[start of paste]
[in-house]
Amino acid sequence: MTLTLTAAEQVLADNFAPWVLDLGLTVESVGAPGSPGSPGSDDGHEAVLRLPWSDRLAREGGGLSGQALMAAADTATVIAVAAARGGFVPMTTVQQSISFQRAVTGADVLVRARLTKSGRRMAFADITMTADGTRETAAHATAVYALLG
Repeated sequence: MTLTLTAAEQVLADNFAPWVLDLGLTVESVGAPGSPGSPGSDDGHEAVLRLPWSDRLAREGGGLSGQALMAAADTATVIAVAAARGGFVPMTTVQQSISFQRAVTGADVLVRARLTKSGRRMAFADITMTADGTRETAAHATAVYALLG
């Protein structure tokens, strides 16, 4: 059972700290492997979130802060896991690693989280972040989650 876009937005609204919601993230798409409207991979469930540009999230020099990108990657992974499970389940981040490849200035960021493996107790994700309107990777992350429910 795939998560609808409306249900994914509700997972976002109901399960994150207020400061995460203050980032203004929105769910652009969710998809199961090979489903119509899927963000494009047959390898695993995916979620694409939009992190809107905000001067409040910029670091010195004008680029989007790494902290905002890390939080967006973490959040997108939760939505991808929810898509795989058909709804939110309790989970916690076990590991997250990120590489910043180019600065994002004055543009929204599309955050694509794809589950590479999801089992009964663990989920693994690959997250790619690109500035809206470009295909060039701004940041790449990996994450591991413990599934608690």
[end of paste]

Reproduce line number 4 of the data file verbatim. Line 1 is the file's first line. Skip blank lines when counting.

């Protein structure tokens, strides 16, 4: 059972700290492997979130802060896991690693989280972040989650 876009937005609204919601993230798409409207991979469930540009999230020099990108990657992974499970389940981040490849200035960021493996107790994700309107990777992350429910 795939998560609808409306249900994914509700997972976002109901399960994150207020400061995460203050980032203004929105769910652009969710998809199961090979489903119509899927963000494009047959390898695993995916979620694409939009992190809107905000001067409040910029670091010195004008680029989007790494902290905002890390939080967006973490959040997108939760939505991808929810898509795989058909709804939110309790989970916690076990590991997250990120590489910043180019600065994002004055543009929204599309955050694509794809589950590479999801089992009964663990989920693994690959997250790619690109500035809206470009295909060039701004940041790449990996994450591991413990599934608690």